Movie a Day Blog feels that in this very strong year for the Best Foreign Language Film Oscar, the most overlooked film had to be TANGERINES (2013), which was also one of the best.

The winner was IDA (2023) and WILD TALES (2014, Movie a Day 2/21/15) made a strong run at the end. I’ve already posted how excellent I found both TIMBUKTU (2014, Movie a Day 2/11/15) and LEVIATHAN (2014, Movie a Day 2/8/15).

TANGERINES therefore had a tough go of it, especially since it had a less interesting subject: a minor war in 1992 between Russians and Georgians over a section of the Caucasus largely settled by Estonians. Almost all of them have fled, leaving only Ivo (Lembit Ulfsak, a terrific film presence), a crate-maker, and Margus, (Elmo Nuganen), the owner of a tangerine orchard.

Both men are dependent on the crop being harvested, a difficult accomplishment in the midst of a bloody and close-up war. The immediacy of the conflict presents itself right away, as a Chechen mercenary and his partner are ambushed and one of them killed in the film’s first 10 minutes.

The surviving professional soldier, very well played by Giorgi Nakashidze, is offered medical aid and recuperation by Ivo, to his and our surprise, since he was not particularly pleasant in Ivo’s initial encounter with him that begins the film.

Matters are further complicated when Ivo and Margus are burying the attacking Georgians, and discover one of them is still alive. They haul him out of the grave and Ivo takes him in, too, with the two enemies now occupying different bedrooms in the same house.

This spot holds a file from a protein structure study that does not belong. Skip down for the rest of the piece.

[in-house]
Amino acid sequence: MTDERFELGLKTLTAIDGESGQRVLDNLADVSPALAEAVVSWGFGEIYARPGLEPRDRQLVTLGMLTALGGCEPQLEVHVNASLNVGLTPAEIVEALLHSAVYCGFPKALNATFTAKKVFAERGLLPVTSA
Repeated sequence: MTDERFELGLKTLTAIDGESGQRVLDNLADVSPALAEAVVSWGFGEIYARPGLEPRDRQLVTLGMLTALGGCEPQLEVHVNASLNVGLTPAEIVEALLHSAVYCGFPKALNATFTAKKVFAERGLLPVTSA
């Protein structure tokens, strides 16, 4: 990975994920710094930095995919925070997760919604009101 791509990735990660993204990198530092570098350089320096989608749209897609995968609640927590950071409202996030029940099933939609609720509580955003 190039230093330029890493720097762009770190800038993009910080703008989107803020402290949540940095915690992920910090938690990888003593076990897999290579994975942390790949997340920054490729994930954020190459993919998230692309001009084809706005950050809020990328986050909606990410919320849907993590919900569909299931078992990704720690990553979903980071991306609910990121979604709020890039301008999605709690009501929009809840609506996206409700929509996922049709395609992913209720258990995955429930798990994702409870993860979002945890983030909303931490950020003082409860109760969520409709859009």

Writer-director Zaza Urushadze, a Georgian filmmaker who has four previous features to his credits, does a skillful job of maintaining the atmosphere of a high-tension wire in Ivo’s small cottage. Ivo and Margus attempt their harvest, but the objects of the title that motivate the action never get picked before everything begins to go wrong.

TANGERINES is a wonderful example of how a large conflict can be boiled down to a small domestic drama that carries real emotion and punch to its characters and their interactions. Urushadze gives each man involved a distinct point of view, even if they share murderous intentions toward each other.

Most of the time in TANGERINES is spent seeing the men recover physically, and unexpectedly, emotionally as their close quarters make them recognize similar aspects in each others personality. They will never be friends — their nationality and religion (the Chechen is a Muslim, the Georgian a Christian) — but they also do not remain absolute enemies.

The denouement is inevitable, but TANGERINES manages to be surprising right up until the end. The real villain of the story is not either of the warring sides, but the depressing and deadly nature of war itself.

A pompous officer who shows up at the end and hastens the story’s conclusion shows the true nature of conflict: senseless violence justified by the reality of no more civilized rules. It’s a depressing conclusion being played out all over the world, from the Ukraine to Syria to Nigeria.

TANGERINES doesn’t offer any radical solutions except the humanity of its participants. In the end, that’s probably the best thing we have going for us.




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